Where Did "Diddly Squat" Come From?

My mom has introduced me to a great etymology website called Dr. Goodword's Office on alphaDictionary.com. For those interested in stuff like this, you can get word-of-the-day emails!

Last month they looked at the word "Diddly Squat" and here's what they had to say:

Pronunciation: did-li-skwaht 

Part of Speech: Noun, mass (no plural) 

Meaning: (US Slang) Next to nothing, something worthless, or even nothing at all. 

Notes: This odd bit of US slang contain two words that are nearly synonyms of each other and the compound they appear in. "He didn't do diddly," "He didn't do squat," and "He didn't do diddly-squat," all mean pretty much the same, except that the compound is a bit more emphatic.

Word History: Today's Good Word is a US variation of the original doodly-squat, which first began appearing in print in the 1930s. This compound arose from the image of someone squatting and doodling on the ground beneath them -- as pretty a picture of time-wasting nonaccomplishment as anyone can imagine. The confusion of doodle with diddle "to fool around, dawdle" that led to diddly-squat is easily understood. But in the 1960s, this word took a turn for the worse: the association of squatting with defecation led to the unspeakable variation, diddly-s-t, containing a word US radio and TV networks are fined $300,000 for if it slips by their censors. This called for a euphemism which was simple enough: we just dropped the offensive word and, voilĂ : diddly.

In Play: Another interesting aspect of today's word is that, since it refers to something worthless or nothing at all, negating it has very little impact on its meaning: "Lionel Trane did diddly-squat while he was president of the Erie Railroad," means very nearly the same as, "Lionel Trane didn't do diddly-squat while he was president of the Erie Railroad." Nothing and next to nothing are not very far apart.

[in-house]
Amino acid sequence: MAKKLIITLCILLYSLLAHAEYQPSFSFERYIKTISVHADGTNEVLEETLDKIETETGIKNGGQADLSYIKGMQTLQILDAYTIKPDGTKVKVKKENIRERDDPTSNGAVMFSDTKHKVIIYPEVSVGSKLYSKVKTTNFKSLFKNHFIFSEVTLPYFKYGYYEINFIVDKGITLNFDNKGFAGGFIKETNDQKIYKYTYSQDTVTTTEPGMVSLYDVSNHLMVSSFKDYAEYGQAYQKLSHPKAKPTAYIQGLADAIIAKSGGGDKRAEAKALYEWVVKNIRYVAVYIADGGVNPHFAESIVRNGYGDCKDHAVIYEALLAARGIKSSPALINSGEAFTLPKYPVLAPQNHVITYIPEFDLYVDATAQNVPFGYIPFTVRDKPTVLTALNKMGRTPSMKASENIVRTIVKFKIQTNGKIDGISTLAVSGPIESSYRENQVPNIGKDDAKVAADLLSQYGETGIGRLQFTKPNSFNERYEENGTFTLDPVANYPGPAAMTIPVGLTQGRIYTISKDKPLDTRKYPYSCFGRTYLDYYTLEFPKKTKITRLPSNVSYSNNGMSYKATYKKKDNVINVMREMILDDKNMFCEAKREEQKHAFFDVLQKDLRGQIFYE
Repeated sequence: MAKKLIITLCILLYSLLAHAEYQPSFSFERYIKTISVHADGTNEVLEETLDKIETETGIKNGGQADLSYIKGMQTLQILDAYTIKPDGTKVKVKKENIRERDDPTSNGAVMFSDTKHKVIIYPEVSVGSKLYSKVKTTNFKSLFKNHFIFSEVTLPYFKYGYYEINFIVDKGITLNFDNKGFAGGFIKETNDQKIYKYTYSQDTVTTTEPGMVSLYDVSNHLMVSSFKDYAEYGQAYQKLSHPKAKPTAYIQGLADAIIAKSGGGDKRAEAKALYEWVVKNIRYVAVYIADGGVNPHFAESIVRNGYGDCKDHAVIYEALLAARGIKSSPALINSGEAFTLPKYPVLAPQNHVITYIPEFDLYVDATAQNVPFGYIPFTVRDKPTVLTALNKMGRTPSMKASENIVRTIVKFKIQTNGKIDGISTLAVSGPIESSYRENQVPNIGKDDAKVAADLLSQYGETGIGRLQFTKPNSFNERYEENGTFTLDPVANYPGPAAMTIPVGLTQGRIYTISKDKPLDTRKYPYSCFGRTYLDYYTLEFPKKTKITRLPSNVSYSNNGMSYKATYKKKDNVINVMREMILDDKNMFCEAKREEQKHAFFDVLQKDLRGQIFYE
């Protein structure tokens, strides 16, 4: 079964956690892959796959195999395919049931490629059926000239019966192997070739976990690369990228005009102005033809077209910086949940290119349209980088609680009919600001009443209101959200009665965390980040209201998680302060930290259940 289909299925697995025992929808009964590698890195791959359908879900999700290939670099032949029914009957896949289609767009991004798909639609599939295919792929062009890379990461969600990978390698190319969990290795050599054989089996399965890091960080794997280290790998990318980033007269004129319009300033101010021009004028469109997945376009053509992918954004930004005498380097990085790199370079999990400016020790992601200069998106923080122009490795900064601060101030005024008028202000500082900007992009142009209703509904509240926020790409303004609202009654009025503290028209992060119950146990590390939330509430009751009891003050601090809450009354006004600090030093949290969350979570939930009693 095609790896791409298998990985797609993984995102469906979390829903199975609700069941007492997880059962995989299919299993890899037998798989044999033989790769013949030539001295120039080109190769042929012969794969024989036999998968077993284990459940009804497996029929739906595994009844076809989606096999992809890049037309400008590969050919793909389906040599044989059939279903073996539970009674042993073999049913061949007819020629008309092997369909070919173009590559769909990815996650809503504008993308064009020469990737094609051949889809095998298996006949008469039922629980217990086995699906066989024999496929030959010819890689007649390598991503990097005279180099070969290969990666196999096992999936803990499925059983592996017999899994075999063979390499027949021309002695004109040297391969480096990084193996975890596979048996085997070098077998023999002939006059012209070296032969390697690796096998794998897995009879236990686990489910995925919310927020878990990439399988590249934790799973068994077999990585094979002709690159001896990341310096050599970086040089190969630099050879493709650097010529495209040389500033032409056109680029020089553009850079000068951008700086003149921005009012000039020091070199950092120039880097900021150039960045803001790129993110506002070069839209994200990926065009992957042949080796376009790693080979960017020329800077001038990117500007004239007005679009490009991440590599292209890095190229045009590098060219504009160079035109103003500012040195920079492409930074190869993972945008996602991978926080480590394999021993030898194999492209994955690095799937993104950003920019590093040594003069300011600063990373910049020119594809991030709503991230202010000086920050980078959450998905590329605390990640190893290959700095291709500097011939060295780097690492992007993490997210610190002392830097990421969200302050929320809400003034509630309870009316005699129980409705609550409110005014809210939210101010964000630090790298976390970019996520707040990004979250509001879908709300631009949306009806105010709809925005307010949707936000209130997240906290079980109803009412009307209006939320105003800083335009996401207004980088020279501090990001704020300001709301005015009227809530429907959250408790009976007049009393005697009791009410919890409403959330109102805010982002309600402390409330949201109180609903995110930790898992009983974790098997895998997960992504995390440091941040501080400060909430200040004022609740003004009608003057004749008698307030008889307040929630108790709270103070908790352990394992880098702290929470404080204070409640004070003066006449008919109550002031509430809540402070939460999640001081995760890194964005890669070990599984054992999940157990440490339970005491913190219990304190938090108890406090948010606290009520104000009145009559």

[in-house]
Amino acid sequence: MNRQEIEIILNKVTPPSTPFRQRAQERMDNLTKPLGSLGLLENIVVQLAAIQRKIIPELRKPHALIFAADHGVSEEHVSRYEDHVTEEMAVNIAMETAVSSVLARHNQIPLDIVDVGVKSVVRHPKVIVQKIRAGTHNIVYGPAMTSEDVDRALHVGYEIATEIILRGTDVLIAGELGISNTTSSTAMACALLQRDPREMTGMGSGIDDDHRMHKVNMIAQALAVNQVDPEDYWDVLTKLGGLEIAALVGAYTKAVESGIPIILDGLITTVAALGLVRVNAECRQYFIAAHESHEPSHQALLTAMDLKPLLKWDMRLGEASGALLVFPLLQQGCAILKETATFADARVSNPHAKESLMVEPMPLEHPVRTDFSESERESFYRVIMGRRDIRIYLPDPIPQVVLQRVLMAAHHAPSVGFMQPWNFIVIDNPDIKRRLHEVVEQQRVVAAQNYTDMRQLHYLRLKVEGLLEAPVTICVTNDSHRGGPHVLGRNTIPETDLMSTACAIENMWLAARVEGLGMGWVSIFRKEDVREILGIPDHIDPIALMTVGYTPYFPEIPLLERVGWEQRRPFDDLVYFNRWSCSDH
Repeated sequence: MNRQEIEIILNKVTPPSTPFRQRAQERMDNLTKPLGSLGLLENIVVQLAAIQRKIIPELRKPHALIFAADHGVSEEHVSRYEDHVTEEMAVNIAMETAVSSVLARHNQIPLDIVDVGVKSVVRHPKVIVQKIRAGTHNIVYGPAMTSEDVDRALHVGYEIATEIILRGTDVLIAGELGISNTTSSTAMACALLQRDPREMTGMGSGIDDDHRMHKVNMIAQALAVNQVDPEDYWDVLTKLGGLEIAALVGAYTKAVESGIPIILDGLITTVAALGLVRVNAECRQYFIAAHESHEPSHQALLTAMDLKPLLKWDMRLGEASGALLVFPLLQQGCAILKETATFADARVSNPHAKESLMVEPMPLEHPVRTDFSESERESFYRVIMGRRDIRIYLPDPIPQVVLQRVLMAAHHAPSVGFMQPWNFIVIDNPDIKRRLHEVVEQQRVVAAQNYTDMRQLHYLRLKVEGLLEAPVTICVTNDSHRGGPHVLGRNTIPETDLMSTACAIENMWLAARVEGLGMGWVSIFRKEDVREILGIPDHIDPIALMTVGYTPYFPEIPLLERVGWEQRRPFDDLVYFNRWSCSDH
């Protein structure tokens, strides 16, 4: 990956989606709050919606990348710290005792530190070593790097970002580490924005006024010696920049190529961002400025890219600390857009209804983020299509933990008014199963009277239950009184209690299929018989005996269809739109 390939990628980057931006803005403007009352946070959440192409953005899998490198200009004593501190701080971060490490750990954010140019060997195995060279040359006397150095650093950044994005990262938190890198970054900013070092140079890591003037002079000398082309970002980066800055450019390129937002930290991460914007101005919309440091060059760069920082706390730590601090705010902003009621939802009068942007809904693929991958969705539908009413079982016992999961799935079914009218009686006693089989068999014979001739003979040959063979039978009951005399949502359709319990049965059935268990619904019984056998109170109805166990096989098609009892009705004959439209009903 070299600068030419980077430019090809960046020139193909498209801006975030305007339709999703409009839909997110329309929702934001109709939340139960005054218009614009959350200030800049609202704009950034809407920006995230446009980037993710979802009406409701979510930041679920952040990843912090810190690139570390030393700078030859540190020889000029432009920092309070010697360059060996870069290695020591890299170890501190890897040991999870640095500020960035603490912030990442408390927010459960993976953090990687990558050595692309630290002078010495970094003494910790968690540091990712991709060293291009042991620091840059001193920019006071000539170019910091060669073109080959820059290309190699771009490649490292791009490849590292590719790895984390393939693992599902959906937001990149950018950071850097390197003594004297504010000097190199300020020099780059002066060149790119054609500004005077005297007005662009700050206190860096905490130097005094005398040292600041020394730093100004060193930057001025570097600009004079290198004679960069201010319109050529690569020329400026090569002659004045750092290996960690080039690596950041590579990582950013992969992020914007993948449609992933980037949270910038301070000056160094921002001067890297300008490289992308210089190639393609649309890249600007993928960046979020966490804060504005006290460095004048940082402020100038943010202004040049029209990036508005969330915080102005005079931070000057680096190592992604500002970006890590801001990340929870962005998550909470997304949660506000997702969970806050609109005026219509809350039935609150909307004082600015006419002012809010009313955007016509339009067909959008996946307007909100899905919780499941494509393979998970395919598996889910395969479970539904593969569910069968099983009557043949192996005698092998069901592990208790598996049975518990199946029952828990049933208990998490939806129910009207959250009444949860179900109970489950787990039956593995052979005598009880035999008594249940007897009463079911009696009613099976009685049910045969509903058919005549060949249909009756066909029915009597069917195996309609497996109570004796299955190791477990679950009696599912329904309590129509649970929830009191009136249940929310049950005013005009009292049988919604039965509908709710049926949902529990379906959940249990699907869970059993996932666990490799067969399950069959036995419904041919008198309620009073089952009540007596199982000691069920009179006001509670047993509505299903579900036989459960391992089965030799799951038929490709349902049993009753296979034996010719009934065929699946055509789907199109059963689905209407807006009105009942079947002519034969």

This stuff fascinates me. And the fact that it can mean basically the same thing as its negative makes me feel like doing or not doing diddly squat about it!


What's the Most Common English Word in That Uses All 5 Vowels In A Row?

Sorry for the long delay in posts, friends. Trust me, I have been learning plenty, but learning takes up a lot of my blogging time! Plus, I have been playing a lot of Scrabble (with the old rules - more on that controversy later maybe!) and that takes up time, too. :)

So what do you do with a tray full of vowels when playing Scrabble? That led me to ask the question that is the title of this entry. And the answer is facetious.

More importantly, however, searching for that word led me to the awesome AskOxford: Words webpage. It contains all sorts of frequently asked questions about the English language. I may have read the answers to them all. :)

So, if you've found yourself wondering if "bimonthly" means twice per month or every two months (it unfortunately can mean both) or what's the term for a group of cats (most commonly, it's a "cluster"), then please visit that site!

Hopefully I'll be back with more randomness for you soon!